Who is Maestro Juan Flores Salazar?

Maestro Juan Flores sitting in the place of the spirits at Mayantuyacu, Peru (2014).

Maestro Juan Flores sitting in the place of the spirits at Mayantuyacu, Peru (2014).

Maestro Juan Flores Salazar is an Amazonian healer of the tribe known as the Ashaninka. He comes from a long line of "curanderos" (healers). Since 2001, he has been the director of Mayantuyacu - Centre for the Study of Medicinal Plants. Located far off the beaten path, in the heart of the Peruvian Amazon jungle, Mayantuyacu is one part school, one part hospital, where Peruvians and internationals alike can come to learn and heal. Maestro Flores has gained international recognition for his work with conditions ranging from arthritis to cancer. He is prominently featured in anthropologist Jeremy Narby's book Intelligence in Nature, and he was the cover subject of the French edition of National Geographic Magazine for the month of March 2013. His wife Sandra Encalada Guerra is a trained nurse and oversees the administration of Mayantuyacu. They have a daughter, Alexandra, who is 9 years old. As a family, they have traveled throughout South America, Canada and Europe to share their knowledge.

Who are the filmmakers?

Jim Sanders and André Clément have been working on films together since 2002. Their first production was a documentary film entitled Seeds of Change, which focused on the introduction of genetically modified crops on the Canadian prairies. Produced within an academic framework, this controversial film's release was delayed for 3 years by the University of Manitoba for fear of retaliation by the Monsanto Corporation. Since its release on the internet in 2005, Seeds of Change has been downloaded over a million times.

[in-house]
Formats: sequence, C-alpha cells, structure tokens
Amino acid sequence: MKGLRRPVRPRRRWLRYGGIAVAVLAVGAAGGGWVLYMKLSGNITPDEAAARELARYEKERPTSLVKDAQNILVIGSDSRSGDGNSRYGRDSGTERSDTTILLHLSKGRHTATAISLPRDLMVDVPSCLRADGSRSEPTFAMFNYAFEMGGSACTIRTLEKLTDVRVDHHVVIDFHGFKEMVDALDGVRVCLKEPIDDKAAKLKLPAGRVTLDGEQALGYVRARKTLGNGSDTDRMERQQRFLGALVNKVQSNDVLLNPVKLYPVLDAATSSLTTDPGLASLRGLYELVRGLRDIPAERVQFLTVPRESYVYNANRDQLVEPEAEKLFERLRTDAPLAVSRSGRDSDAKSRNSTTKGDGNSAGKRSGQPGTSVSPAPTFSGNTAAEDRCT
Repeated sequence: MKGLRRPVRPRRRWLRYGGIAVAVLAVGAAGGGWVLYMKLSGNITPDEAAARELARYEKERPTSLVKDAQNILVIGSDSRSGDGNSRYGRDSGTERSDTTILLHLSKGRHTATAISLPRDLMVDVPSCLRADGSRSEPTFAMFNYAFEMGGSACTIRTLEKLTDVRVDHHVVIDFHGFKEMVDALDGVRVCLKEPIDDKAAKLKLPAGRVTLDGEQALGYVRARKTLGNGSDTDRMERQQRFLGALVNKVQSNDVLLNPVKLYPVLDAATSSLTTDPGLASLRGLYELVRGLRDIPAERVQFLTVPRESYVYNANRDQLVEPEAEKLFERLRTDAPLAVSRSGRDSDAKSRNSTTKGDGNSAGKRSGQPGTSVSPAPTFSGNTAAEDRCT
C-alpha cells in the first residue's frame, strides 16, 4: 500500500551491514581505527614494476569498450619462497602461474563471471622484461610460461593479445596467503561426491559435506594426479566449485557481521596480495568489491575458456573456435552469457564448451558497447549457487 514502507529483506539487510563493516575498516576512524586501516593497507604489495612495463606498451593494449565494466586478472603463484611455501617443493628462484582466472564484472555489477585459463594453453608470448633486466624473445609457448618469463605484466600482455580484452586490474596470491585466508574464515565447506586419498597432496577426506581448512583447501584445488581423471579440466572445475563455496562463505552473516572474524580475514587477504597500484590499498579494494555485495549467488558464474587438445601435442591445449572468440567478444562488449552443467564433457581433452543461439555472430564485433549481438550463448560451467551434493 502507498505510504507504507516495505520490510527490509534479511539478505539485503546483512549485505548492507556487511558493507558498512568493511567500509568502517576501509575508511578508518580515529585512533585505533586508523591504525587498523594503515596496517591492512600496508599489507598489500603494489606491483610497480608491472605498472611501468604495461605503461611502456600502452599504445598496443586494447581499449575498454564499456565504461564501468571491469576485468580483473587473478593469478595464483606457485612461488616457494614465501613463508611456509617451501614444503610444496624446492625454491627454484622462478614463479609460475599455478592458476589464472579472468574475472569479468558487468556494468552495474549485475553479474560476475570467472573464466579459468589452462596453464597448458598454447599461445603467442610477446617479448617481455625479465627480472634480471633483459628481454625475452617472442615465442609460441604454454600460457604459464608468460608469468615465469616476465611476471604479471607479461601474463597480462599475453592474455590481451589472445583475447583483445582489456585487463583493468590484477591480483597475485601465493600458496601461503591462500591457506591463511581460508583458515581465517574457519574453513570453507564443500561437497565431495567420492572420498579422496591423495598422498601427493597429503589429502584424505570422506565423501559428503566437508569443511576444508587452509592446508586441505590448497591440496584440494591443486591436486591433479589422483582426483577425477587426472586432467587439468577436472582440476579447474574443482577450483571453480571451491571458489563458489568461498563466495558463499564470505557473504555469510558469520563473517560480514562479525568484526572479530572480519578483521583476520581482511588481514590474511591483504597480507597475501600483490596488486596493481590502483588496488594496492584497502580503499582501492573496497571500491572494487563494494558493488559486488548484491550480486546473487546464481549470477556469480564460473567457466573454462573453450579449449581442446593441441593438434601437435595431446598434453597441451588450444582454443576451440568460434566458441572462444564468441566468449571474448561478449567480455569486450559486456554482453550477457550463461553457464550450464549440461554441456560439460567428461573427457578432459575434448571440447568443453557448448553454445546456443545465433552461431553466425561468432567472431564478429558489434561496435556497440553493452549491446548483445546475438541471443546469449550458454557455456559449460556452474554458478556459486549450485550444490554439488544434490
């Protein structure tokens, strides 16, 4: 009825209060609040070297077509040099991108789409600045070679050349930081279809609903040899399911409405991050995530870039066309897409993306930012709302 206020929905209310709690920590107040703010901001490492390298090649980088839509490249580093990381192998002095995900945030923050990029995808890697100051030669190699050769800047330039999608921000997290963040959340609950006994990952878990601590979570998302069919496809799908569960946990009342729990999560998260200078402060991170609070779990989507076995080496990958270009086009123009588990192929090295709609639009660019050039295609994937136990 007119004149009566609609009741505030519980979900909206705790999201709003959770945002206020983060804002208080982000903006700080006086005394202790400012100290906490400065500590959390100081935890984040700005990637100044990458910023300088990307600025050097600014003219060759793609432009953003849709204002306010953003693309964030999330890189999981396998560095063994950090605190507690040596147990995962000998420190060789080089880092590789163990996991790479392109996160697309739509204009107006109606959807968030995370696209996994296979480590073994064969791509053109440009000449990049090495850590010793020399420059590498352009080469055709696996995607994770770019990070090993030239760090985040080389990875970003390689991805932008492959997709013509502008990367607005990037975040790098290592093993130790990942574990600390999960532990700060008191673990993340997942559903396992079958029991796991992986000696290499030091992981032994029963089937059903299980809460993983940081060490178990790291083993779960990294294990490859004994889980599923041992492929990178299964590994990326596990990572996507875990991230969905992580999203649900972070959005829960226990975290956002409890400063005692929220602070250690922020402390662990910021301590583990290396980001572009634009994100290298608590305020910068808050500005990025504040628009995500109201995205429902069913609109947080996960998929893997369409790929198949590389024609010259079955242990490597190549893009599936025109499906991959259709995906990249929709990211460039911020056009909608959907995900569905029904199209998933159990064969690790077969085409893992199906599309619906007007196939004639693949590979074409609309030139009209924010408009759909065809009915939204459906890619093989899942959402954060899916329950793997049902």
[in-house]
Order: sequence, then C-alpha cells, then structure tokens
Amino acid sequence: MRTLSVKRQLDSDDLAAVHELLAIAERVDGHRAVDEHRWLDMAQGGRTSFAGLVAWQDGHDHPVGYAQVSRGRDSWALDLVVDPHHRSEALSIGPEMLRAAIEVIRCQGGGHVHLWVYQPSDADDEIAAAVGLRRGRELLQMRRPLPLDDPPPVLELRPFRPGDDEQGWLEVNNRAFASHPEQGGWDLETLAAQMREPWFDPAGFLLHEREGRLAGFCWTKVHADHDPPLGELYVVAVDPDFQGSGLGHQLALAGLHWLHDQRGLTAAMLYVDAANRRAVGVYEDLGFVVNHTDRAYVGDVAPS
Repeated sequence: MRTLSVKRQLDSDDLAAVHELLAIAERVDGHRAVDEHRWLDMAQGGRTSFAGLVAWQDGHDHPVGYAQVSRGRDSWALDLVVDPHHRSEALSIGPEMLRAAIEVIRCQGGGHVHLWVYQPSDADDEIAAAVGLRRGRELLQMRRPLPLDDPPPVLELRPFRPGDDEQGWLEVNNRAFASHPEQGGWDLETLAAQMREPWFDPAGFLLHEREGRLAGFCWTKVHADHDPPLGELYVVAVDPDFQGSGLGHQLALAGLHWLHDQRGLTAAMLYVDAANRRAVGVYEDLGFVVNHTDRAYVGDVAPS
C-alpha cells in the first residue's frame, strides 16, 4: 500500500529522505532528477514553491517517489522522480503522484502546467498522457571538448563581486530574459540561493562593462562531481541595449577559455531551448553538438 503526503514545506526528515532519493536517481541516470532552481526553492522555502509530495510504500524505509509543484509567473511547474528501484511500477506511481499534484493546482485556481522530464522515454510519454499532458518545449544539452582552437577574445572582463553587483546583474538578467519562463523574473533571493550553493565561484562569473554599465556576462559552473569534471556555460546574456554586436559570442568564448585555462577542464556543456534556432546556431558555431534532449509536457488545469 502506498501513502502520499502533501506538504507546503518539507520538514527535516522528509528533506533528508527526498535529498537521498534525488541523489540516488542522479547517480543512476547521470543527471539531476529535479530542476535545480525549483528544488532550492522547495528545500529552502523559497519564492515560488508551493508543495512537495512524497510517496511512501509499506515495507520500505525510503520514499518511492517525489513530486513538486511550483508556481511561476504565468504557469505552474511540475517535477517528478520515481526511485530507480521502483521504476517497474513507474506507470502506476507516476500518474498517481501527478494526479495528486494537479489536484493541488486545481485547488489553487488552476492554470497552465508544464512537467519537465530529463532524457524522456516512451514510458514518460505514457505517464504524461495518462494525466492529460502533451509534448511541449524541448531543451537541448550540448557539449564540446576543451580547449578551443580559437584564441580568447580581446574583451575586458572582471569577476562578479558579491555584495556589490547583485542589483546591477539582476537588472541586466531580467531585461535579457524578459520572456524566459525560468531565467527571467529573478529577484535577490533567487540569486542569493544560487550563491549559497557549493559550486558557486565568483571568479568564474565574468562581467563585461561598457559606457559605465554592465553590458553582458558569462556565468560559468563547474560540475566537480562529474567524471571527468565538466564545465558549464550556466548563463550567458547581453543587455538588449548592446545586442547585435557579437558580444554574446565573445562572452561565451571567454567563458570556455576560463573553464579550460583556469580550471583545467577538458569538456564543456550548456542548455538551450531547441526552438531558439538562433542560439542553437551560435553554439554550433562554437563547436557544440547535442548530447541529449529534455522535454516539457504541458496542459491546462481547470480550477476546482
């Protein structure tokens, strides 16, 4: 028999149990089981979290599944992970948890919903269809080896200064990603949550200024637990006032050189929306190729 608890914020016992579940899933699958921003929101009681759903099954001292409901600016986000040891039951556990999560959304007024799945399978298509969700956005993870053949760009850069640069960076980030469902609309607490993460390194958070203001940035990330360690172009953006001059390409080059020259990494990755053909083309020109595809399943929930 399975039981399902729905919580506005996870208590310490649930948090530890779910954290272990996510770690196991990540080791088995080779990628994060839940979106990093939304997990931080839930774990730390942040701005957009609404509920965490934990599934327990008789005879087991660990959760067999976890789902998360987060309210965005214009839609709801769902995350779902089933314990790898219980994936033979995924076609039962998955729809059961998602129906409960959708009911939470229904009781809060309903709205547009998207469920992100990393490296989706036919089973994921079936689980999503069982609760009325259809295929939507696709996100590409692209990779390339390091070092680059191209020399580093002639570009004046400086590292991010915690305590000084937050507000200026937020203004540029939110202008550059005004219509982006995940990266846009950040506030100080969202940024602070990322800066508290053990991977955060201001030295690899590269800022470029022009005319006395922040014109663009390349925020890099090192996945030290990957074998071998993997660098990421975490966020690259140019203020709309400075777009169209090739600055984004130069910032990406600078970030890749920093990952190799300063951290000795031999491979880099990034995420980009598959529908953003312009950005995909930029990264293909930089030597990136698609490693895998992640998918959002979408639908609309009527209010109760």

After Seeds of Change, Jim and André produced The Real Thing: Coca, Democracy and Rebellion in Bolivia. This film focused on the rise of the Movement Towards Socialism and its leader, Evo Morales, prior to their political victory and his election as president of Bolivia in 2006. In particular, the film shed light on the real human impacts of the US War on Drugs in the Andean region. The Real Thing has been screened and broadcasted internationally to hundreds of thousands of individuals.

Jim and André originally concentrated on the production of social justice style documentaries, eventually they changed their strategy after meeting Maestro Juan Flores. While they continued to film and document the work of Maestro Flores, they also became very active in the production and dissemination of stories for children. Jim became the artistic director of an international film festival for youth and Andre was the co-host of a national children's television series focused on environmental themes.

Jim Sanders at the Hummingbear Retreat, Maskwa, Manitoba, 2014.

Jim Sanders at the Hummingbear Retreat, Maskwa, Manitoba, 2014.

André Clément at Hummingbear Retreat, Maskwa, Manitoba (2014).

André Clément at Hummingbear Retreat, Maskwa, Manitoba (2014).

What is the story of Tonkiri?

Jim and Andre have been documenting the work and travels of Maestro Flores and the Mayantuyacu community for almost ten years. They have collected a massive amount of footage, eventually realizing that the story is best told in chapters. In many ways, the story has just begun, as the teachings and influence of Maestro Flores begin to reach far beyond his home in the jungles of Peru to all corners of the world.

Tonkiri is the Ashaninkan word for hummingbird, the tiny yet powerful little bird that feeds off the nectar of flowers, spreads pollen and plays an essential role in the flowering and life of a garden. The story of Maestro Flores is the same story as the hummingbird. This is the story of Tonkiri. A story Jim and Andre hope to tell for many years to come.

A hummingbird flying by the thermal waters of Mayantuyacu.

A hummingbird flying by the thermal waters of Mayantuyacu.